Vasopressin and Inhaled Prostacyclin in Pediatric Pulmonary Hypertension

This study is currently recruiting participants. (see Contacts and Locations)
Verified October 2013 by University of Alberta
Sponsor:
Information provided by (Responsible Party):
Lindsay Ryerson, University of Alberta
ClinicalTrials.gov Identifier:
NCT01370096
First received: June 8, 2011
Last updated: October 24, 2013
Last verified: October 2013

June 8, 2011
October 24, 2013
February 2012
September 2014   (final data collection date for primary outcome measure)
PVR/SVR indexed ratio [ Time Frame: Within 15 minutes of intervention ] [ Designated as safety issue: No ]
Same as current
Complete list of historical versions of study NCT01370096 on ClinicalTrials.gov Archive Site
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Vasopressin and Inhaled Prostacyclin in Pediatric Pulmonary Hypertension
Vasopressin and Inhaled Prostacyclin in Pediatric Pulmonary Hypertension

To diagnose pulmonary hypertension, children have a cardiac catheterization to check the blood pressure in their lungs. Children with pulmonary hypertension have high blood pressure in their lungs. The right ventricle of the heart has to do more work to pump against this higher pressure. The investigators do not know the best medicine(s) to help children with pulmonary hypertension when their right ventricles fail. The purpose of the study is to look at the effects of two different medicines on the blood pressure in the lungs of a child with pulmonary hypertension. The investigators hope to then be able to choose the best medicine for children with pulmonary hypertension and right ventricular failure.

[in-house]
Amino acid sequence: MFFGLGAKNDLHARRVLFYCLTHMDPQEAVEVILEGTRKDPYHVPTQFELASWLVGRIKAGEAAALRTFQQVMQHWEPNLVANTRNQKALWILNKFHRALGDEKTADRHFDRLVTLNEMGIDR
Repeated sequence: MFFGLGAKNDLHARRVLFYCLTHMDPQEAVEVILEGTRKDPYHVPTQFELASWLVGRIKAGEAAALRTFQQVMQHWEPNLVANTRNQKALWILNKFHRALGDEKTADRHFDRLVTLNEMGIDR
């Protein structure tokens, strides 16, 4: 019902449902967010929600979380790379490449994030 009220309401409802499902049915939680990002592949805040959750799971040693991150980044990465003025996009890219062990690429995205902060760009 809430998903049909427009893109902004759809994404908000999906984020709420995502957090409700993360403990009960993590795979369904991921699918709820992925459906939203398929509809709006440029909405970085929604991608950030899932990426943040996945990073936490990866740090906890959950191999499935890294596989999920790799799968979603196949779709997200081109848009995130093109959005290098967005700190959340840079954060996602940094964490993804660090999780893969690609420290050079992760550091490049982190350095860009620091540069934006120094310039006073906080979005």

The first medicine is called vasopressin. It is a hormone that your body makes on its own. The investigators will be giving it through an intravenous infusion. The investigators think that vasopressin works differently in different parts of your body. The investigators are looking to see the different effects that vasopressin has in the lungs compared to the rest of the body.

The second medicine is called prostacyclin and is something that your body also makes by itself. Prostacyclin, given via an intravenous infusion, is a treatment for pulmonary hypertension as it decreases pressure in the blood vessels. In the catheterization laboratory, patients breathe in this medicine to measure specific changes in the blood pressure in their lungs.

Background: